C: Yes? No? Maybe? The majority of people—we got over two million votes.
C: The majority of people, almost sixty per cent, said maybe. Possibly.
C: Twenty-six per cent of people gave the correct answer, which is yes, obviously they’re real. And then only fifteen per cent said no, absolutely not. They’re not real.
K: Yeah. I wonder, whenever—you know, speaking of ghosts vs. aliens and whatnot—I … this is just a sense that I get, but I feel like people are maybe more likely to believe that ghosts exist than aliens exist—
K: Just because I think that we have a much more immediate fascination with what happens after you’re no longer alive, right? Like we—
K: I mean, generally speaking, we as a culture (laughs) have a fascination with that, and so I think more people are probably like, either “I do believe in them” or like, “I don’t know, maybe. Maybe not!” You know? I think people are just like, who’s to say—
K: —more than I think they are about aliens. I feel like people are much more—much more likely to be like, no. (laughs) Aliens don’t exist.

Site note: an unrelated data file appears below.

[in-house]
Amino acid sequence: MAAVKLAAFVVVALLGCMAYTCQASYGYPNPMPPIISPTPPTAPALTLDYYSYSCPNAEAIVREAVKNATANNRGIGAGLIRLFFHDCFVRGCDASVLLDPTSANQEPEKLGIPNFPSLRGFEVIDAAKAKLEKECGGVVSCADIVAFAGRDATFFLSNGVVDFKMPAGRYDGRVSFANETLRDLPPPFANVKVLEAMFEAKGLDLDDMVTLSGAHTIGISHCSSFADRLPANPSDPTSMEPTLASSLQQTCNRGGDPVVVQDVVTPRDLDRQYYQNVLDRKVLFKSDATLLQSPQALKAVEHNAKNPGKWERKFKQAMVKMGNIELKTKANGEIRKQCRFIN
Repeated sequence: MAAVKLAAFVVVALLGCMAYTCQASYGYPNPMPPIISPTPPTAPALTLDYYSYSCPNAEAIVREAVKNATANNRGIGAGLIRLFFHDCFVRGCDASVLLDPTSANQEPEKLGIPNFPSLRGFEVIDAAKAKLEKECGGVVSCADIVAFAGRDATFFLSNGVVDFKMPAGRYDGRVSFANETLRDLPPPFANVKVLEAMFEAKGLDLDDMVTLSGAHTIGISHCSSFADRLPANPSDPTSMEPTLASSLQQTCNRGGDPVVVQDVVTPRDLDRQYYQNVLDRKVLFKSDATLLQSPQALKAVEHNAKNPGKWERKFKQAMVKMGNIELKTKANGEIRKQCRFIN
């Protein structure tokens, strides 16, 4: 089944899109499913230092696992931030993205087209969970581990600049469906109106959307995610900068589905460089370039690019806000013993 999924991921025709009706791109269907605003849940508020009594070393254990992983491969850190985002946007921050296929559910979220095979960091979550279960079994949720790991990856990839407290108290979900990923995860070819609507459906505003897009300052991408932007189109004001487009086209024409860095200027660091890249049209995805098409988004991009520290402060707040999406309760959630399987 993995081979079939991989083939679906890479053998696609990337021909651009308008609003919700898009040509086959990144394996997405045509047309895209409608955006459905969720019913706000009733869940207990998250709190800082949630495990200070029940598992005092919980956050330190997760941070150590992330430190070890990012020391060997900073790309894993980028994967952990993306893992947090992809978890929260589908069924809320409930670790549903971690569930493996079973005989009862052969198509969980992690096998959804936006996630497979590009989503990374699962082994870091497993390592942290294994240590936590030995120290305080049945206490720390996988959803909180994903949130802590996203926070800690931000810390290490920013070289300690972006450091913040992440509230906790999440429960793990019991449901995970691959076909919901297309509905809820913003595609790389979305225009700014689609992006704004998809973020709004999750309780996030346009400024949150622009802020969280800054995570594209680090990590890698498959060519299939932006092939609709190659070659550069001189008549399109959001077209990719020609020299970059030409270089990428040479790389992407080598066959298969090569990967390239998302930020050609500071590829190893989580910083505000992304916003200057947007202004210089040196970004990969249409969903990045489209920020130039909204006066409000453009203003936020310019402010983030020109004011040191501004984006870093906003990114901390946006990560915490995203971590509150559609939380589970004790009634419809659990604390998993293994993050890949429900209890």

K: Because if they did, we would … you know, have been destroyed by now. (laughs) Or something. I don’t know. I feel like just generally speaking, people are more willing to engage with ghosts, as an idea that is real, rather than aliens.
C: Yeah. I mean I think people are more apt to believe in human stuff—
C: —versus like, oh, there’s possibilities of, you know, other kinds of existence out there. Even though we know so little. That’s why when people are like, “No, ghosts don’t exist!” or “No, aliens don’t exist!” … to me, I’m just like, are you serious? We know absolutely nothing!
K: This is why I’m just like … yeah, exactly. This is part of the reason why I’m like, I don’t—I don’t … you know. If they are, then fine. If they’re not, then also fine. I feel uncomfortable with being like, definitively no.
K: Especially about aliens, like—
C: Yeah. Like we are just … we aren’t even specks of dust. We’re like specks of dust on top of dust, and—
K: It’s so—
C: —in terms of how huge the universe is, and—
K: Exactly. Exactly. Yeah. Yeah.
C: —what’s out there, and … you know, to be like, “No. Humans are the peak of existence!”—
K: Exactly! It’s so—
C: —“We’ve got it!”
K: —self-centered. It’s very, very narcissistic, about like, nope. Nothing else exists. It’s only us—
K: —and we are at the top of the food chain pyramid, whatever you wanna—
C: Yeah. It’s very foolish.
K: —describe it as. But yeah.
C: So now have you ever had any kind of like … supernatural thing happen to you or anyone in your family?